X X X (e) any liability in respect of any sum due to any co-operative Society, including a land mortgage bank, registered or deemed to be registered under the Madras Co-operative Societies Act, 1932 or any debt due to any Corporation formed in pursuance of an Act of Parliament (of the United Kingdom) or of any special Indian Law or Royal Charter or Letters Patent." The question arising for decision in the appeals is whether, in respect of the debts sought to be recovered, the application of the Madras Act is barred by section 4(e) of that Act.

Section 4 of the Madras Act keeps certain debts and liabilities out of the reach of the Act including any debt due to any corporation formed in pursuance of "any special Indian law". There is no dispute that the Corporation established under the Life Insurance Corporation Act, 1956 is a corporation as contemplated in section 4(e). It is contended on behalf of the appellant that the debts in question in these cases would not therefore be affected by anything contained in the 685 Madras Act. This contention was not accepted either by the trial court or the High Court who held that the debts were due originally not to the corporation but to the insurers whose life insurance business was taken over by the corporation, and because of the genesis of the debts, section 4(e) of the Madras Act was not attracted.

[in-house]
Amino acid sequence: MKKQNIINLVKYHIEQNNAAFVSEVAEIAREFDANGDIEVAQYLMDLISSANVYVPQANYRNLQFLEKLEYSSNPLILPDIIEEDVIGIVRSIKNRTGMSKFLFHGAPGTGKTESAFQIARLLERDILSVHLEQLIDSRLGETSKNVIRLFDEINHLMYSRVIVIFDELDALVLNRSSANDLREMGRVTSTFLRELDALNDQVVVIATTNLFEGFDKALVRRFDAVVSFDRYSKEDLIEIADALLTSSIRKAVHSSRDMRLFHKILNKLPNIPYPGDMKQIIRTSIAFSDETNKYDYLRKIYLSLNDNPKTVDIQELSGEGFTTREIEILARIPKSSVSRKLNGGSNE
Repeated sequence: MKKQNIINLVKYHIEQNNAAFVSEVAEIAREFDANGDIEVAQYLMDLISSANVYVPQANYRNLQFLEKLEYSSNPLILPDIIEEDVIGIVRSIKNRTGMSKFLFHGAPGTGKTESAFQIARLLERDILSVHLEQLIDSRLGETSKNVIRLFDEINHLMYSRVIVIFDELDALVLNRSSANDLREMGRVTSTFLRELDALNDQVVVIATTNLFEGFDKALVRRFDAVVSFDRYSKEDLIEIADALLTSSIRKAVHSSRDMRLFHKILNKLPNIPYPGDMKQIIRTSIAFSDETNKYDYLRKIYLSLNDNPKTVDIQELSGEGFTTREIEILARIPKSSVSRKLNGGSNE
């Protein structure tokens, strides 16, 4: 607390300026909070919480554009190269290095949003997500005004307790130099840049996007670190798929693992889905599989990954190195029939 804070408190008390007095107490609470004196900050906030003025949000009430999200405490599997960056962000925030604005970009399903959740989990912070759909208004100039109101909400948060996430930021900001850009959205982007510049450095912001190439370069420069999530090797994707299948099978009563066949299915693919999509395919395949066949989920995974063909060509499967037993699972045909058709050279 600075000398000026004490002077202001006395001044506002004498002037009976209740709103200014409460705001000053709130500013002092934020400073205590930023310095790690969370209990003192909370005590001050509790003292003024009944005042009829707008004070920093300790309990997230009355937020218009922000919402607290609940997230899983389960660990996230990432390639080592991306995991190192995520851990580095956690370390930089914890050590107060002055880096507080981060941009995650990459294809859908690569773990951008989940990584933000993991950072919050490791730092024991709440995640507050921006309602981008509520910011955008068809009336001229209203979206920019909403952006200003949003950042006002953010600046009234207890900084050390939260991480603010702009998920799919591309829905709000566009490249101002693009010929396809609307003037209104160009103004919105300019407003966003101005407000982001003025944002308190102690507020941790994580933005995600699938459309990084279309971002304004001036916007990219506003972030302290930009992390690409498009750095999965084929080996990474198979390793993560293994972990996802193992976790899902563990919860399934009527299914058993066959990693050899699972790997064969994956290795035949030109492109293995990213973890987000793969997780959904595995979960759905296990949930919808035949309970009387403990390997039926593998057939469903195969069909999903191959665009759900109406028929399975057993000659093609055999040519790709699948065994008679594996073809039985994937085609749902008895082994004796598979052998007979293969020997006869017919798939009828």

It will be necessary at this stage to refer to certain provisions of the Life Insurance Corporation Act, 1956. It is an Act "to provide for the nationalisation of life insurance business in India by transferring all such business to a corporation established for the purpose and to provide for the regulation and control of the business of the corporation and for matters connected therewith or incidental thereto". Sub-section (1 ) of section 7 of the Act provides that on the appointed day all the assets and liabilities appertaining to the life insurance business of all insurers shall be transferred to and vested in the corporation.

'Appointed day' has been defined in section 2(1) as the date on which the corporation is established, which is September 1, 1956. Sub-section (2) of section 7 states inter alia, that the liabilities mentioned in sub-section (1) "shall be deemed to include all debts, liabilities and obligations of whatever kind" existing on the appointed clay and relating to the life insurance business of the insurer. Section 9 describes the general effect of vesting of the insurers' business in the corporation. Sub-section (1) of the section states that unless otherwise expressly provided by the Act, all contracts, agreements and other instruments subsisting immediately before the appointed day to which the insurer whose business has vested was a party or which are in favour of such insurer shall "be of as full force and effect against or in favour of the corporation, as the case may be, and may be enforced or acted upon as fully and effectually as if, instead of the insurer, the corporation had been a party thereto or as if they had been entered into or issued in favour of the corporation". Sub-section (2) of this section says that if on the appointed day any suit, appeal or other legal proceeding was pending by or against an insurer relating to his life insurance business, it will not be prejudicially affected by reason of the transfer to the Corporation of the business of the insurer but may be confirmed by or against the corporation.